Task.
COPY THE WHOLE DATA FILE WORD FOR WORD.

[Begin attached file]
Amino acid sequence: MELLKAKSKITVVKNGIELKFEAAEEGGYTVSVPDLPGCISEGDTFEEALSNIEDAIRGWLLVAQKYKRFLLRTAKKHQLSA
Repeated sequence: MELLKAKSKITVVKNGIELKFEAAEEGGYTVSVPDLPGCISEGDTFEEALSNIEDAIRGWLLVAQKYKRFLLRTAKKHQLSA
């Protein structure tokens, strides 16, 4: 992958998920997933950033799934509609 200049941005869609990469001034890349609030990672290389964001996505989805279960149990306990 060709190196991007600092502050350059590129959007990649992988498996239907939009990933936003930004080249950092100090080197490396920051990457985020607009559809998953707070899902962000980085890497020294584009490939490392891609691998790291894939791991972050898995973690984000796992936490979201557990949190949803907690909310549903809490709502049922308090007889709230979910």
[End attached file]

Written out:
Amino acid sequence: MELLKAKSKITVVKNGIELKFEAAEEGGYTVSVPDLPGCISEGDTFEEALSNIEDAIRGWLLVAQKYKRFLLRTAKKHQLSA
Repeated sequence: MELLKAKSKITVVKNGIELKFEAAEEGGYTVSVPDLPGCISEGDTFEEALSNIEDAIRGWLLVAQKYKRFLLRTAKKHQLSA
């Protein structure tokens, strides 16, 4: 992958998920997933950033799934509609 200049941005869609990469001034890349609030990672290389964001996505989805279960149990306990 060709190196991007600092502050350059590129959007990649992988498996239907939009990933936003930004080249950092100090080197490396920051990457985020607009559809998953707070899902962000980085890497020294584009490939490392891609691998790291894939791991972050898995973690984000796992936490979201557990949190949803907690909310549903809490709502049922308090007889709230979910």